As the power behind Elvis’ throne, Colonel Tom Parker was one of rock’s most elusive figures, and EW contributor Alanna Nash spent five years chasing his shadow for The Colonel: The Extraordinary Story of Colonel Tom Parker and Elvis Presley (Simon & Schuster, $25). Nash details his childhood as Andreas Cornelis van Kuijk in the Netherlands, from which he may have fled in 1929 to escape a murder rap. Arriving in the U.S. and taking a new name, he worked as a carny and learned to fleece an unsuspecting public (he later wrangled a 50 percent commission from Elvis). Parker humiliated flunkies, refused any offers that might challenge Elvis artistically, and ignored the singer’s obvious drug problem. Parker was a hustler and control freak – and thanks to Nash’s portrait, he’s no longer such a mystery.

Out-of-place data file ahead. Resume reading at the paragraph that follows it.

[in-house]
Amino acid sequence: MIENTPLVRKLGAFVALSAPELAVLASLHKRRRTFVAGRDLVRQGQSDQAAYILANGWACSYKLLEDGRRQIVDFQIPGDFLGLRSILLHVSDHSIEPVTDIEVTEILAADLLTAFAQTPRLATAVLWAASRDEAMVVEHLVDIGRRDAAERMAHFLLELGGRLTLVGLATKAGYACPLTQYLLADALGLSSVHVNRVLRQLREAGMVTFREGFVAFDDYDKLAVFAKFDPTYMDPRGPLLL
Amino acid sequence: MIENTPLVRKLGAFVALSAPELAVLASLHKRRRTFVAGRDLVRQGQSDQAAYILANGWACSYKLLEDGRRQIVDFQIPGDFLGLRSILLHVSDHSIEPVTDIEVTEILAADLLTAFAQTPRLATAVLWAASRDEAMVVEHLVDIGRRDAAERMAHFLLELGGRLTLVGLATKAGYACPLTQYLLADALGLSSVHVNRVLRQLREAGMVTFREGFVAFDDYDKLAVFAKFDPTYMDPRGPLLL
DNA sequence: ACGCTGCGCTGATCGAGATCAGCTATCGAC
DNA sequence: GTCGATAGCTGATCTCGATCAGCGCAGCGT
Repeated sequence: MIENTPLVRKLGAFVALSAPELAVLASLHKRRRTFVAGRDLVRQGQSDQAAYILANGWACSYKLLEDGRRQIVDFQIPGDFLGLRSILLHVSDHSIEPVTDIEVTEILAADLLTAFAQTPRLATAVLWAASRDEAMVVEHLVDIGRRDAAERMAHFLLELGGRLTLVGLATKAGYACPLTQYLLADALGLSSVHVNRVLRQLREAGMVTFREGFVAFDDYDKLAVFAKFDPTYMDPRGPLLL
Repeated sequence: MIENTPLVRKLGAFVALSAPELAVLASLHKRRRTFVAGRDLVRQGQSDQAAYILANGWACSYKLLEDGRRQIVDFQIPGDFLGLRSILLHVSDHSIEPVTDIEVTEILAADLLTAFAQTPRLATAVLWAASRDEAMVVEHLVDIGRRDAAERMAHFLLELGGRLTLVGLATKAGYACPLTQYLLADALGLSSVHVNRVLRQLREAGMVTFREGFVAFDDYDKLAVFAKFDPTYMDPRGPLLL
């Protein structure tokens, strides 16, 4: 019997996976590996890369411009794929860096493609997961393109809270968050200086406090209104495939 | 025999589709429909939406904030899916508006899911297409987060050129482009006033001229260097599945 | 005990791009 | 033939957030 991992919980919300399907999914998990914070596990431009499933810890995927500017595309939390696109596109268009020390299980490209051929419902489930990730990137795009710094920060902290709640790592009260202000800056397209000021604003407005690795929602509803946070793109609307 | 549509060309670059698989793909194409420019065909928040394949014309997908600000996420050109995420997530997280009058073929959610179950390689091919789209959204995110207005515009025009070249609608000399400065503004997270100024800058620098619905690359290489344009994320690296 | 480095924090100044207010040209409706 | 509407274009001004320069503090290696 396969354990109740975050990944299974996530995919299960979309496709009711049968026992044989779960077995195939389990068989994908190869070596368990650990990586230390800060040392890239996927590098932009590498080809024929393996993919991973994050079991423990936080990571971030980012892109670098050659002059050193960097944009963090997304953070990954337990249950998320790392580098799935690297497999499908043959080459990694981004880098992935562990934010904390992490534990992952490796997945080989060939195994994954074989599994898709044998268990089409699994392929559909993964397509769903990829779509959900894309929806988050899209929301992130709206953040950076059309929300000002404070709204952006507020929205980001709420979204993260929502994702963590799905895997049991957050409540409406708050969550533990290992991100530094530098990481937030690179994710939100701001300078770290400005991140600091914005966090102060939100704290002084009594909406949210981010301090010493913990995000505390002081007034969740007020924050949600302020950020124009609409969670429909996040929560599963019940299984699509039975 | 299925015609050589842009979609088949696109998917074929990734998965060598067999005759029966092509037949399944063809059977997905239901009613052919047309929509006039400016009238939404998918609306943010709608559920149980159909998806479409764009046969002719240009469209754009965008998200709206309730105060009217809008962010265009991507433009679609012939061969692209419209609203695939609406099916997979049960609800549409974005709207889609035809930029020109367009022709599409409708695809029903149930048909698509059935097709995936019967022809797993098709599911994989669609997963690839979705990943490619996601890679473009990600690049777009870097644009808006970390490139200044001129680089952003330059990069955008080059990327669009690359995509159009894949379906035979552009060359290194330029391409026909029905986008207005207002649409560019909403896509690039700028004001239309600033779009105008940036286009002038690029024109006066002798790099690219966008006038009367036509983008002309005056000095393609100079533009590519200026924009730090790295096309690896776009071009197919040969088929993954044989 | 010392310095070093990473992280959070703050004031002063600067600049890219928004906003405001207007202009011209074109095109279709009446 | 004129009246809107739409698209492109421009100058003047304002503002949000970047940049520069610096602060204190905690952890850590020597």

Posted July 18 2003 — 12:00 AM EDT
- Cannes to showcase John Malkovich movie no one will see for 100 years
- Jimmy Fallon's Donald Trump calls 'Barack Obama'
- George Clooney and Julia Roberts join Gwen Stefani for Carpool Karaoke
- Exclusive: Veronica Roth announces next book, 'Carve the Mark'
- 'Survivor' host Jeff Probst on possibility of a final two
- The Property Bros. try to make Broadway dreams come true in spoof
- Young Broadway fan honors Tony nominees with adorable Lego recreations